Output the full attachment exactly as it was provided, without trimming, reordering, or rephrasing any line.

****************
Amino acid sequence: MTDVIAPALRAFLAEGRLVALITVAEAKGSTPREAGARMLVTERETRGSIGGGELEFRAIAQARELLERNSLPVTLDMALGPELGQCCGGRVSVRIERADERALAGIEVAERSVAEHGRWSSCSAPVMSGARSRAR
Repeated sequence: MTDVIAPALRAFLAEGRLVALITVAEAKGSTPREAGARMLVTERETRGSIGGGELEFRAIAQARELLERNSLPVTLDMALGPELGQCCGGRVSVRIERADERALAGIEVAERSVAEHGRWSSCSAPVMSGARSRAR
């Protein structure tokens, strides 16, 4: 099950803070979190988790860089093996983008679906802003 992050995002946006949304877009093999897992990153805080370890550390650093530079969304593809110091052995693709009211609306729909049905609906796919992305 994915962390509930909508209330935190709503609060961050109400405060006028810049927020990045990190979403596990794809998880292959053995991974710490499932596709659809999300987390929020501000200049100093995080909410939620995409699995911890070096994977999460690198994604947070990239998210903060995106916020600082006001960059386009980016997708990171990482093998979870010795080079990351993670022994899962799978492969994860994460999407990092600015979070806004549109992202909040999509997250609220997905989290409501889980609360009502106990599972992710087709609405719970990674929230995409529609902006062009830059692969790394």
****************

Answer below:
Amino acid sequence: MTDVIAPALRAFLAEGRLVALITVAEAKGSTPREAGARMLVTERETRGSIGGGELEFRAIAQARELLERNSLPVTLDMALGPELGQCCGGRVSVRIERADERALAGIEVAERSVAEHGRWSSCSAPVMSGARSRAR
Repeated sequence: MTDVIAPALRAFLAEGRLVALITVAEAKGSTPREAGARMLVTERETRGSIGGGELEFRAIAQARELLERNSLPVTLDMALGPELGQCCGGRVSVRIERADERALAGIEVAERSVAEHGRWSSCSAPVMSGARSRAR
């Protein structure tokens, strides 16, 4: 099950803070979190988790860089093996983008679906802003 992050995002946006949304877009093999897992990153805080370890550390650093530079969304593809110091052995693709009211609306729909049905609906796919992305 994915962390509930909508209330935190709503609060961050109400405060006028810049927020990045990190979403596990794809998880292959053995991974710490499932596709659809999300987390929020501000200049100093995080909410939620995409699995911890070096994977999460690198994604947070990239998210903060995106916020600082006001960059386009980016997708990171990482093998979870010795080079990351993670022994899962799978492969994860994460999407990092600015979070806004549109992202909040999509997250609220997905989290409501889980609360009502106990599972992710087709609405719970990674929230995409529609902006062009830059692969790394």